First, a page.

While HOME successfully rolled out their buy online, pick up in store (BOPIS) model during the pandemic, they have limited ship-from-store options like competitors Amazon and Wayfair. HOME’s intention is to avoid increasing their cost per item by including shipping / last mile delivery, and to those efforts have partnered with both Postmates and PICKUP by rolling out next day delivery in select markets. While it seems the retail industry has been heading in the opposite direction of brick and mortar, HOME’s bulky items would be difficult to ship for competitors from both a cost and handling perspective, and HOME’s customer’s have been willing to trade convenience for the winning combination of price and selection. Although Wayfair remains the 800 lb. Gorilla in the industry, I believe low or ‘off-price’ offerings have successfully competed against the likes of online retailers.

The above characteristics have led HOME to (profitably) achieve a 7-year sales CAGR of 21%, while growing their store footprint and maintaining mid-high teens EBITDA margins. HOME estimates their US footprint to be around 600 stores, providing an extremely long growth runway as they take advantage of the availability of low cost, second generation real estate left behind by often times failed big box incumbents.

Store level unit economics are incredibly favorable, with a two-year average payback period (based on stores opened from four years ago) and adjusted EBITDA margins for mature stores around 26%. Strong year one EBITDA margins combined with stores reaching maturity very quickly helps highlight the benefits of the new store opening strategy. Filling in white space has higher return potential as opposed to comp growth in the 1-1.5% range during the last two years.

HOME Unit Economics

Digging more into the above, HOME boasts an average of $7mm in sales per store, with EBITDA margins around 26%. The stores carry somewhere around $2mm in inventory on average, and have steadily increased turns from 2.3x a few years ago to around 3.0x today. While this may not seem like a large jump (or high amount compared to a TXJ) I believe a key part of the business strategy needs to revolve around managing inventory well for both cash flow purposes and moving the 50,000 SKUs At Home carries. In addition, higher turns will help lead to margin increases. As outlined above, HOME estimates a cost of $4-5mm to fit out second generation stores versus $2-3mm for newbuilds net of sale leaseback proceeds. Year one sales for second generation stores have averaged around $6.0mm while newbuilds come in much higher at $8.0mm. Stores have historically reached maturity quickly allowing for fast payback times and high returns on the initial investment. As mentioned above, with low labor costs per store (around 6% of sales on average) and no online shipping options, HOME can support a much lower cost per item than Amazon, Wayfair or TJX, with no last mile delivery costs to absorb.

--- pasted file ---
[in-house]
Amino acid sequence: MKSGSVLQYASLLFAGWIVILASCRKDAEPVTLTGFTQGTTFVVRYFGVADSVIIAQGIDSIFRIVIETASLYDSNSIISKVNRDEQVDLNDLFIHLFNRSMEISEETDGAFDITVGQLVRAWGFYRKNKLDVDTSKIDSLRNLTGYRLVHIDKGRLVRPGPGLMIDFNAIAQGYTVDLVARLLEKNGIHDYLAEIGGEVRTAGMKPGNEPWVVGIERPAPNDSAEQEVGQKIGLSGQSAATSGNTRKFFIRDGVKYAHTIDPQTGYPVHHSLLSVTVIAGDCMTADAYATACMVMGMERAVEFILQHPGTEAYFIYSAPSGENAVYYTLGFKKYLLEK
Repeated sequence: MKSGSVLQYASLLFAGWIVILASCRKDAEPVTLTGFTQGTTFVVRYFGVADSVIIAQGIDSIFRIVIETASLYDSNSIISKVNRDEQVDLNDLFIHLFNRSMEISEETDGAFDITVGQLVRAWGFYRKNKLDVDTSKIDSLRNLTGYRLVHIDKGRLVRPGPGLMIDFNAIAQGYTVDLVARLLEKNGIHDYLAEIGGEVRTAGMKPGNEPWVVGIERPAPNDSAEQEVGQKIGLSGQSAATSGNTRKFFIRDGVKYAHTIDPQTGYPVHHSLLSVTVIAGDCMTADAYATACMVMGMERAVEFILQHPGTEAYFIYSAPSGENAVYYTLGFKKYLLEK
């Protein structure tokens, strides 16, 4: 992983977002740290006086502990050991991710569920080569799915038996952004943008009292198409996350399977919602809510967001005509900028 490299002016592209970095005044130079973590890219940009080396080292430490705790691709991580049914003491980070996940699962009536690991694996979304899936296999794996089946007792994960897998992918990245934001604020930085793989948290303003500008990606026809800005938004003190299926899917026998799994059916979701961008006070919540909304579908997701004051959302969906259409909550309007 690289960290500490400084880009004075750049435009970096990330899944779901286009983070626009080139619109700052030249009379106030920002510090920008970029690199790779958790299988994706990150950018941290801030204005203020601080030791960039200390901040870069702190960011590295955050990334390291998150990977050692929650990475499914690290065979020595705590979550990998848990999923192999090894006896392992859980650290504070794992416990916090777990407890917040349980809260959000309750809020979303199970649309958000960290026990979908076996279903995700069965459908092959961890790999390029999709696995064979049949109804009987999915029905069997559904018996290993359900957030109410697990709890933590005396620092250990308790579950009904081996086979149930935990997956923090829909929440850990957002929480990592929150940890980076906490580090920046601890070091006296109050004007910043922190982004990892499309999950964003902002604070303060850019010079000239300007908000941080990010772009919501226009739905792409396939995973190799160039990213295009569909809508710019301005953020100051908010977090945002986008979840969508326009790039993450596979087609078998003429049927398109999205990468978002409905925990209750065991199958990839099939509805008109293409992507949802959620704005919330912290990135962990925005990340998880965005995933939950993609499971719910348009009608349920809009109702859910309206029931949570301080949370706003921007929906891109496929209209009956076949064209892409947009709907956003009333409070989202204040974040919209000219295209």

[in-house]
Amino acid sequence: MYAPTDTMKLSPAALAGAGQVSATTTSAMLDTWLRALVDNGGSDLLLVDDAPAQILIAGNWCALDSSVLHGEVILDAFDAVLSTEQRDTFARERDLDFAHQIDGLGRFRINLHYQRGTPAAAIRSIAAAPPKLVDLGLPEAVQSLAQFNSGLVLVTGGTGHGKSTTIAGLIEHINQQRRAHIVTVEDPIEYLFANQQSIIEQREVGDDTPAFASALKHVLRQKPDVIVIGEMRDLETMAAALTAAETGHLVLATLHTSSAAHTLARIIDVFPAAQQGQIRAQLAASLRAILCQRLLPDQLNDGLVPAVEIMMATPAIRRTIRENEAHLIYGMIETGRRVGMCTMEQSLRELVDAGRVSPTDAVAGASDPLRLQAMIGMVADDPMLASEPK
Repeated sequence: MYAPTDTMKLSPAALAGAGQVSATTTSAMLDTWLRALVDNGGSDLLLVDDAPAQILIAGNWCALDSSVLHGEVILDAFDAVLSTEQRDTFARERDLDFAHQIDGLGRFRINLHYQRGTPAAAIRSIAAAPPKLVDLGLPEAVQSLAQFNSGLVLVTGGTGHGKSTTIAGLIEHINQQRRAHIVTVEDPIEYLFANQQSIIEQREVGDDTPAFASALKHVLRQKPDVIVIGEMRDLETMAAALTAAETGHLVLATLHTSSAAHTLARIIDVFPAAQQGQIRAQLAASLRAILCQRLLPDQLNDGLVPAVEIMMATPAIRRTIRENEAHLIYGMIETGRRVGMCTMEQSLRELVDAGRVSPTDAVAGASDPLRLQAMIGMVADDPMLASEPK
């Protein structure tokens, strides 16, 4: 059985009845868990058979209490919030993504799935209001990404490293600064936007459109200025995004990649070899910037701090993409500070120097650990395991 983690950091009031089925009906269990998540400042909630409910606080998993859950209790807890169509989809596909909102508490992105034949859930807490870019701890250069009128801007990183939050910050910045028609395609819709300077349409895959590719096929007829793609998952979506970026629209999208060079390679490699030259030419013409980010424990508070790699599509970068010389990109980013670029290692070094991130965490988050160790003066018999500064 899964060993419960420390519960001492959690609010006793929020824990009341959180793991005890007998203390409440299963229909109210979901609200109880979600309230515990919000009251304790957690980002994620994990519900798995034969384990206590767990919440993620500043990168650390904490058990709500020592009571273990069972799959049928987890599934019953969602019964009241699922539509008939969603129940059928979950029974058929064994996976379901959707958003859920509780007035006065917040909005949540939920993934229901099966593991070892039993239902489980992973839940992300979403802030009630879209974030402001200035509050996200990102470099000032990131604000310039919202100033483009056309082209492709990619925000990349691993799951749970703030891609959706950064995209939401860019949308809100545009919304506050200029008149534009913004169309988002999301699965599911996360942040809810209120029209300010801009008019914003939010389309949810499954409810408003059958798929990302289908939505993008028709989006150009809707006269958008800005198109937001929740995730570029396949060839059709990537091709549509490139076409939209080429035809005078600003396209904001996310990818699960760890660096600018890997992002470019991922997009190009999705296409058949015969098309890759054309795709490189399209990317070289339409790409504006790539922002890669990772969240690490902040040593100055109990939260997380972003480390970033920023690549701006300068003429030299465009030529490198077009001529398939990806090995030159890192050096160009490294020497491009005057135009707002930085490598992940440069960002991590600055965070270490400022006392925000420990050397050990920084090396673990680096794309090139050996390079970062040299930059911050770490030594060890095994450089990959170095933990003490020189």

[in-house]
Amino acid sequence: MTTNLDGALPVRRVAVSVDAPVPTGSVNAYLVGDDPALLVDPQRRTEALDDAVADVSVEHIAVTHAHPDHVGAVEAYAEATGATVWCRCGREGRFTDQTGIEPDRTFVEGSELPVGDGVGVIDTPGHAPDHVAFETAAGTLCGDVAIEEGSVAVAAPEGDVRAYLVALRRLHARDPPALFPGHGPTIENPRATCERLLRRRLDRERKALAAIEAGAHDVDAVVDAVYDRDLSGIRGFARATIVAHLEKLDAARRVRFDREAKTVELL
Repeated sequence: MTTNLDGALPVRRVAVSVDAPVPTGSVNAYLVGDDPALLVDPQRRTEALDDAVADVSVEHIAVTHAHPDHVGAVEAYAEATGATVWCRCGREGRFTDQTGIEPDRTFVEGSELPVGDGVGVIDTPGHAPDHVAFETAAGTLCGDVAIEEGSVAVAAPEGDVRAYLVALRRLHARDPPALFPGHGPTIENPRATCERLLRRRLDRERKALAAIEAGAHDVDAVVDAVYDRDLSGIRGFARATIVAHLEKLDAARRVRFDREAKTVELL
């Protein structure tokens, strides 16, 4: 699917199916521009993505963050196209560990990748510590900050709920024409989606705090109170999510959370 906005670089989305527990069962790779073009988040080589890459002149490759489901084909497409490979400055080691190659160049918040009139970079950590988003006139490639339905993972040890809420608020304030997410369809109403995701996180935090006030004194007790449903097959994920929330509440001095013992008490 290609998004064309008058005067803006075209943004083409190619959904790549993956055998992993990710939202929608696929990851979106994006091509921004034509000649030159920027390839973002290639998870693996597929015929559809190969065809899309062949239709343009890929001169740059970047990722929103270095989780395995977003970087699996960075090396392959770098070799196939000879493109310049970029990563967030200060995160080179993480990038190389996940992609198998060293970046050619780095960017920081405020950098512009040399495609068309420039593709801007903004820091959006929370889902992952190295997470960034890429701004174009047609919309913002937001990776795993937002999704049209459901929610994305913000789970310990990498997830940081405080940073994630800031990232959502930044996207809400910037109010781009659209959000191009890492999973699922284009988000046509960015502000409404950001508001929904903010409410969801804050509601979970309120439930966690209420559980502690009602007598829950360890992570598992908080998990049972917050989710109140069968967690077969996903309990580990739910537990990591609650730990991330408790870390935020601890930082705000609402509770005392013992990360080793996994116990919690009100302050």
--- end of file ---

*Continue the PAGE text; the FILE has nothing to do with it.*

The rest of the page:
I believe as HOME scales, there is the opportunity for significant margin expansion in a number of areas, and the business should begin to see a greater return on their increased marketing spend, hopefully driving more traffic and increased sales volumes. I believe margin expansion can take place by leveraging corporate fixed costs, improving purchasing volumes, achieving fixed cost leverage at the store level, the addition of a second distribution center, improved inventory turns and negotiating better payables terms.

Diving into more detail for each of the above points, management has described the majority of their corporate costs as fixed, which should start to see some leverage from here as the business scales given HOME believes they have the capabilities they need. Purchasing volume improvements can come in the form of lowering costs by increasing purchasing volumes, also leading to supply chain efficiencies of being able to pack/ship in fewer packages. In line with improvements in purchasing volumes, HOME has a program to directly source inventory from manufacturers, which provides a margin uplift versus inventory sourced using purchasing agents. I believe their direct sourcing as a percentage of total merchandise should continue to increase in line with management’s target of 30%. Prior to 2020, HOME operated one distribution center in Texas which the company estimated could support up to 220 stores. The company built a second distribution center last year in Carlisle, PA which is now able to support an additional 100-150 stores. The buildout of the second distribution center, which provided some cost headwinds, should now allow for fixed cost leverage at the distribution level in addition to lower shipping/hauling costs with less distance to travel.

While the above potential improvements are hard to quantify, I don’t view them as overly aggressive assumptions or difficult to achieve over time.

Industry Info